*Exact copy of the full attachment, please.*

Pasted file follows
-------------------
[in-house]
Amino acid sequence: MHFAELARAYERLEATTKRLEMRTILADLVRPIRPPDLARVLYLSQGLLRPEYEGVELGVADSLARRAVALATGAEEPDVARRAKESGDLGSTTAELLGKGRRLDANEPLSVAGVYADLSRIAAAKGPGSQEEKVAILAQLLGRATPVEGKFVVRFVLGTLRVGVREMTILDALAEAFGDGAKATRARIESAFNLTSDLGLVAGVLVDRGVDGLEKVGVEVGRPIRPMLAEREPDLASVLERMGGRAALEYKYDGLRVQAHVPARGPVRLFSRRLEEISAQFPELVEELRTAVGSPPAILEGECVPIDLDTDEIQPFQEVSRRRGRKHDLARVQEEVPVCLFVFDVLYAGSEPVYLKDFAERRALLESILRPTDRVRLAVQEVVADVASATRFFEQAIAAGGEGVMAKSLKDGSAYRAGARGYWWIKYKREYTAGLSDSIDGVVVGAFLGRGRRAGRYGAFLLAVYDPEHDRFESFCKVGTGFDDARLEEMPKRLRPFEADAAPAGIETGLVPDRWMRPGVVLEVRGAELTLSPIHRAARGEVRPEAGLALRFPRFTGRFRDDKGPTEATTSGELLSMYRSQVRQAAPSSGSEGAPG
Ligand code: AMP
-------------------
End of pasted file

[in-house]
Amino acid sequence: MHFAELARAYERLEATTKRLEMRTILADLVRPIRPPDLARVLYLSQGLLRPEYEGVELGVADSLARRAVALATGAEEPDVARRAKESGDLGSTTAELLGKGRRLDANEPLSVAGVYADLSRIAAAKGPGSQEEKVAILAQLLGRATPVEGKFVVRFVLGTLRVGVREMTILDALAEAFGDGAKATRARIESAFNLTSDLGLVAGVLVDRGVDGLEKVGVEVGRPIRPMLAEREPDLASVLERMGGRAALEYKYDGLRVQAHVPARGPVRLFSRRLEEISAQFPELVEELRTAVGSPPAILEGECVPIDLDTDEIQPFQEVSRRRGRKHDLARVQEEVPVCLFVFDVLYAGSEPVYLKDFAERRALLESILRPTDRVRLAVQEVVADVASATRFFEQAIAAGGEGVMAKSLKDGSAYRAGARGYWWIKYKREYTAGLSDSIDGVVVGAFLGRGRRAGRYGAFLLAVYDPEHDRFESFCKVGTGFDDARLEEMPKRLRPFEADAAPAGIETGLVPDRWMRPGVVLEVRGAELTLSPIHRAARGEVRPEAGLALRFPRFTGRFRDDKGPTEATTSGELLSMYRSQVRQAAPSSGSEGAPG
Ligand code: AMP